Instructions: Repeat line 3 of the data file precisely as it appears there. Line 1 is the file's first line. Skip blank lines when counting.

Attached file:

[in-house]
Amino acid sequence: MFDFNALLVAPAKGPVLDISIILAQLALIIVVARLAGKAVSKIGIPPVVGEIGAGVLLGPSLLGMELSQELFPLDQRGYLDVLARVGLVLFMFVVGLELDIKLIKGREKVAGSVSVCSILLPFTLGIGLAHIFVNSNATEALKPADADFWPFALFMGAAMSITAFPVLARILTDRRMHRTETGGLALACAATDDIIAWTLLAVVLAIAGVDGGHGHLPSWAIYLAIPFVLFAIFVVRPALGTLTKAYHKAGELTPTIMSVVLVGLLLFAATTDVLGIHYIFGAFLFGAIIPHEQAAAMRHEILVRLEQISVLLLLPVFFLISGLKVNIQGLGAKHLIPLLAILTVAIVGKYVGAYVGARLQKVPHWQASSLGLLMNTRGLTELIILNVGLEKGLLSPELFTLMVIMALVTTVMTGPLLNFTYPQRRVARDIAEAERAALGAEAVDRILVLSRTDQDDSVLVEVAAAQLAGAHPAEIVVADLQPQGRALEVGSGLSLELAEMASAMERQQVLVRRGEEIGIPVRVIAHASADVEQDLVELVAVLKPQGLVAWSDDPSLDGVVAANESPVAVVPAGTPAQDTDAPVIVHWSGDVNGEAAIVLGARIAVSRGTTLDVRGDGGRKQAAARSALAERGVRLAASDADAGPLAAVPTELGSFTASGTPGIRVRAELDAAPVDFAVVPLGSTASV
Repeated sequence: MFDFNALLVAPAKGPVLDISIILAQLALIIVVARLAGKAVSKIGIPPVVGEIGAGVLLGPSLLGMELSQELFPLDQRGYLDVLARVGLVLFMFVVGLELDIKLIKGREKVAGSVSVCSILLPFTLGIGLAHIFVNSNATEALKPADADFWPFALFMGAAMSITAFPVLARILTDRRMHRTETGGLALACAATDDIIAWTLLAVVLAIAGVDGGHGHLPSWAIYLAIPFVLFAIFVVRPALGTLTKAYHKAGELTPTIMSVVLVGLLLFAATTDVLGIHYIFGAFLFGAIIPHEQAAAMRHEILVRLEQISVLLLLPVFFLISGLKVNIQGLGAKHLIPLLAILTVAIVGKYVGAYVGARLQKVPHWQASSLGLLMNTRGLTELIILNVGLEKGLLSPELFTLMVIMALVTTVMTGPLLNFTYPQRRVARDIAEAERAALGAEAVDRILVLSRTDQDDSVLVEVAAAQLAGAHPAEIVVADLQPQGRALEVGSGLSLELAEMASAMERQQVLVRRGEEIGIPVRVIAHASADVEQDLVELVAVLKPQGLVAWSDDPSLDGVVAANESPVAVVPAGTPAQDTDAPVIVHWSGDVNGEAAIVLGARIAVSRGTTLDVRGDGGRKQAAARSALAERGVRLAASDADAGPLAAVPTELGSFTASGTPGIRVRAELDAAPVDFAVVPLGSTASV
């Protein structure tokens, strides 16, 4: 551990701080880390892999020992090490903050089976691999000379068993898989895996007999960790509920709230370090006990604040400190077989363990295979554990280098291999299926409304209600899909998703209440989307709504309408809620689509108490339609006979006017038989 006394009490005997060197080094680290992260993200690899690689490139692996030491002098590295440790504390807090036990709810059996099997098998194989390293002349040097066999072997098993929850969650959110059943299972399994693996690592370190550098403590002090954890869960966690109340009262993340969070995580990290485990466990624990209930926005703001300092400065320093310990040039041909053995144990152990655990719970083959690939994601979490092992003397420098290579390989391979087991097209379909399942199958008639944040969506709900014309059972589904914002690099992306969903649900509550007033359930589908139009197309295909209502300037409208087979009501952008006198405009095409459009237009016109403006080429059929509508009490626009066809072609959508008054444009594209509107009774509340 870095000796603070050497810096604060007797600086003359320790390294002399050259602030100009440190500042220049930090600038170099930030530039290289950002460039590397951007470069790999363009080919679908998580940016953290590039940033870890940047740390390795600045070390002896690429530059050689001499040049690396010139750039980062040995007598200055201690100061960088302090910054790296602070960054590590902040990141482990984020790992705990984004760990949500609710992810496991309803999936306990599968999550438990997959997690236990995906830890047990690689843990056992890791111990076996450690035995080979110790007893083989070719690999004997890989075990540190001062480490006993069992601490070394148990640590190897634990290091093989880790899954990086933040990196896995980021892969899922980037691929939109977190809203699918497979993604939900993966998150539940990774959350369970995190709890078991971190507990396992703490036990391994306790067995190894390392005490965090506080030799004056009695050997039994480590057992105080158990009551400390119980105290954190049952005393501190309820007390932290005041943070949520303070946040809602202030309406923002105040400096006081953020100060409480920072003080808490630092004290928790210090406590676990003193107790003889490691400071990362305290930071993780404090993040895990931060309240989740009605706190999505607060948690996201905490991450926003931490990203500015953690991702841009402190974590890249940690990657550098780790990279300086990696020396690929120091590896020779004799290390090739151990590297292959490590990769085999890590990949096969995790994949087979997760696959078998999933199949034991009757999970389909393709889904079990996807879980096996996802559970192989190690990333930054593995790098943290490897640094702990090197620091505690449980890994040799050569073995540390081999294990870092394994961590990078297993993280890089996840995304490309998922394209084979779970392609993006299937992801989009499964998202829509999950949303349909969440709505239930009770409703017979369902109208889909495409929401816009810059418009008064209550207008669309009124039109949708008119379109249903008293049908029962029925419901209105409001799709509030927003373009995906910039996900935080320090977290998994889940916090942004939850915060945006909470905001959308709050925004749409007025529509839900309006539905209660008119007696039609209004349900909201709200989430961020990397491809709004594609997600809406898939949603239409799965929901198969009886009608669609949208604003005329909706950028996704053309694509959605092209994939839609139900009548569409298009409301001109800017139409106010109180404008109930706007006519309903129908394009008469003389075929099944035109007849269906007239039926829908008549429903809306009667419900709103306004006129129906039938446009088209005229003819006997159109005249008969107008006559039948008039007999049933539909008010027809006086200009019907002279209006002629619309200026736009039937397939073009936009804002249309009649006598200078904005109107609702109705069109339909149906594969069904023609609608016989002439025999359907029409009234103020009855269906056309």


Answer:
Repeated sequence: MFDFNALLVAPAKGPVLDISIILAQLALIIVVARLAGKAVSKIGIPPVVGEIGAGVLLGPSLLGMELSQELFPLDQRGYLDVLARVGLVLFMFVVGLELDIKLIKGREKVAGSVSVCSILLPFTLGIGLAHIFVNSNATEALKPADADFWPFALFMGAAMSITAFPVLARILTDRRMHRTETGGLALACAATDDIIAWTLLAVVLAIAGVDGGHGHLPSWAIYLAIPFVLFAIFVVRPALGTLTKAYHKAGELTPTIMSVVLVGLLLFAATTDVLGIHYIFGAFLFGAIIPHEQAAAMRHEILVRLEQISVLLLLPVFFLISGLKVNIQGLGAKHLIPLLAILTVAIVGKYVGAYVGARLQKVPHWQASSLGLLMNTRGLTELIILNVGLEKGLLSPELFTLMVIMALVTTVMTGPLLNFTYPQRRVARDIAEAERAALGAEAVDRILVLSRTDQDDSVLVEVAAAQLAGAHPAEIVVADLQPQGRALEVGSGLSLELAEMASAMERQQVLVRRGEEIGIPVRVIAHASADVEQDLVELVAVLKPQGLVAWSDDPSLDGVVAANESPVAVVPAGTPAQDTDAPVIVHWSGDVNGEAAIVLGARIAVSRGTTLDVRGDGGRKQAAARSALAERGVRLAASDADAGPLAAVPTELGSFTASGTPGIRVRAELDAAPVDFAVVPLGSTASV